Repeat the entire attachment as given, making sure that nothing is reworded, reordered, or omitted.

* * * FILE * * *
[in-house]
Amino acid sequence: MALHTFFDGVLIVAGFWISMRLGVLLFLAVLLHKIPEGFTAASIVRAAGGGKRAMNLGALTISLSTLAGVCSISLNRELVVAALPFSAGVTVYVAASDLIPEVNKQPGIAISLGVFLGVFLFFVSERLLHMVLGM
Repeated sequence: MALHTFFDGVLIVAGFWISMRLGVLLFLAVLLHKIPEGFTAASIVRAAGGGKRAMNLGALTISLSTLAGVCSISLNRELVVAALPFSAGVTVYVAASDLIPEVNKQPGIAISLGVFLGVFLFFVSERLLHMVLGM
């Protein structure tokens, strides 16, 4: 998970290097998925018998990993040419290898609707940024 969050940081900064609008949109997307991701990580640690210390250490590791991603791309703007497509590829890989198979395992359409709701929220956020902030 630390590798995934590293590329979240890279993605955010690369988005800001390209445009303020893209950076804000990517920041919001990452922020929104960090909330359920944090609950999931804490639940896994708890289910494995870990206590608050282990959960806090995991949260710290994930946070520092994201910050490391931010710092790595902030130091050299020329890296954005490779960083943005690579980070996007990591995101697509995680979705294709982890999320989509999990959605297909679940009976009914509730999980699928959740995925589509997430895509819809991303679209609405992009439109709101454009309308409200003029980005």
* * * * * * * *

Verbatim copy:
[in-house]
Amino acid sequence: MALHTFFDGVLIVAGFWISMRLGVLLFLAVLLHKIPEGFTAASIVRAAGGGKRAMNLGALTISLSTLAGVCSISLNRELVVAALPFSAGVTVYVAASDLIPEVNKQPGIAISLGVFLGVFLFFVSERLLHMVLGM
Repeated sequence: MALHTFFDGVLIVAGFWISMRLGVLLFLAVLLHKIPEGFTAASIVRAAGGGKRAMNLGALTISLSTLAGVCSISLNRELVVAALPFSAGVTVYVAASDLIPEVNKQPGIAISLGVFLGVFLFFVSERLLHMVLGM
């Protein structure tokens, strides 16, 4: 998970290097998925018998990993040419290898609707940024 969050940081900064609008949109997307991701990580640690210390250490590791991603791309703007497509590829890989198979395992359409709701929220956020902030 630390590798995934590293590329979240890279993605955010690369988005800001390209445009303020893209950076804000990517920041919001990452922020929104960090909330359920944090609950999931804490639940896994708890289910494995870990206590608050282990959960806090995991949260710290994930946070520092994201910050490391931010710092790595902030130091050299020329890296954005490779960083943005690579980070996007990591995101697509995680979705294709982890999320989509999990959605297909679940009976009914509730999980699928959740995925589509997430895509819809991303679209609405992009439109709101454009309308409200003029980005």